Why fix what you can hide?

In their latest attempt to make things look better — or less terrible — than they are, the Malta Business Registry did a little housekeeping.

They deleted the online records of tens of thousands of shell companies which had been dissolved or liquidated.

Now, cleaning the servers of defunct companies might not seem like such a big deal. But why would anyone go to the trouble? It’s not as though they’re running out of room. Digital storage space is limitless.

And why do it now, when everyone’s so busy trying to avoid the MONEYVAL grey list?

Well, if you want to understand how criminals think, ask a reformed criminal.

US financial crime expert Kenneth Rijock — a former money-launderer who now works with law enforcement and who followed The Shift’s findings this week — wrote: “Readers who are familiar with the tradecraft of money launderers know that they generally allow shell companies formed on their behalf to lapse for nonpayment and nondisclosure of required information at the earliest possible time, because they ‘use them and lose them’”.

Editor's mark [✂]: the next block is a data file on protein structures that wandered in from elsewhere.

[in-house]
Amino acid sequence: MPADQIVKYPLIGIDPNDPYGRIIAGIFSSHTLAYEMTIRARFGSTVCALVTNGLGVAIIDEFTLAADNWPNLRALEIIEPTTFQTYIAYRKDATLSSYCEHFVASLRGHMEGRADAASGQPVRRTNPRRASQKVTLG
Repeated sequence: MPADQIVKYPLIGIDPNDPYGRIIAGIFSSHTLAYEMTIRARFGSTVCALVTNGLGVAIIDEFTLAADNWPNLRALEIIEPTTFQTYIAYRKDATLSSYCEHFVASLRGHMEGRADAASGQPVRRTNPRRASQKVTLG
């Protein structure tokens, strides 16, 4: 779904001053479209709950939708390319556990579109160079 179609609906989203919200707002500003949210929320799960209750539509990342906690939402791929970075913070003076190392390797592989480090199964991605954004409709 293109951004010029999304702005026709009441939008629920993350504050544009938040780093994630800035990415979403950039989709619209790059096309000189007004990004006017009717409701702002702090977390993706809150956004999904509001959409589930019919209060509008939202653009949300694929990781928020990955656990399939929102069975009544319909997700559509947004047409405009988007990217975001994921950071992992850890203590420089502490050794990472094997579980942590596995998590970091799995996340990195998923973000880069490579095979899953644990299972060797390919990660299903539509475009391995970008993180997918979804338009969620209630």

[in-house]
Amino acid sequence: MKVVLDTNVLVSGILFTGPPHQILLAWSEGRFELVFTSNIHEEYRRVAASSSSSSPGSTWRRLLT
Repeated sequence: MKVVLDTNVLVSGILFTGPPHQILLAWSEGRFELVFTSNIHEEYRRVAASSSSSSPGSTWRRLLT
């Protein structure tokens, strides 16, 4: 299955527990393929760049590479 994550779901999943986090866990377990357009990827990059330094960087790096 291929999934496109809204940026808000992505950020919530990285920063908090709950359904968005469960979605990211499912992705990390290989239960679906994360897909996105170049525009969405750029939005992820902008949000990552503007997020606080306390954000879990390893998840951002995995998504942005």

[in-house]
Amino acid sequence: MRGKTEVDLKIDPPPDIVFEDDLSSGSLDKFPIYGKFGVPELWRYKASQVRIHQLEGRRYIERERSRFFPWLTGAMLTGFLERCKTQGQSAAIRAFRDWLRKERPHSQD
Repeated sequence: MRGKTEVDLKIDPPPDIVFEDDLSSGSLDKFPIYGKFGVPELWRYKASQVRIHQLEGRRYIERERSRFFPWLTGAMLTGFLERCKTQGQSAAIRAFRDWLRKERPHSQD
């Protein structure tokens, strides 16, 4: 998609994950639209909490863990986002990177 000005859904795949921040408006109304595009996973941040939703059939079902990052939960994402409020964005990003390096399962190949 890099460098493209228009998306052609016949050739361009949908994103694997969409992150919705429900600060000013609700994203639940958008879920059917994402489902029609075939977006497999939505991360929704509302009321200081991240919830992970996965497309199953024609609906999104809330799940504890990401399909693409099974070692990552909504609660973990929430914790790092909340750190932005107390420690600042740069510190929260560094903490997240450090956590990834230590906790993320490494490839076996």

In other words, if you’ve got a lot of money to move but can’t provide documents to show you earned those funds through legitimate means, then shell companies are one way to do it.

Maybe you got the money from selling something illegal, like drugs. Or maybe you got it from taking kickbacks on a major political project, like a power station or a public hospital.

Either way, you need to get that money into a bank account so you can spend it. But you also need to hide the fact that you earned it from committing or being an accessory to crime.

Imagine how odd it would look if a politician with an official income of €55,978 showed up with a few hundred thousand or a million euros to deposit?

In a normal country, the bank would be legally required to file a Suspicious Transaction Report with the FIAU, and the police would eventually show up to ask him where this cash windfall came from.

I mean, it’s not like him and his friends could just find a compliant banker and license a private bank to move their dirty money. That only happens in banana republics.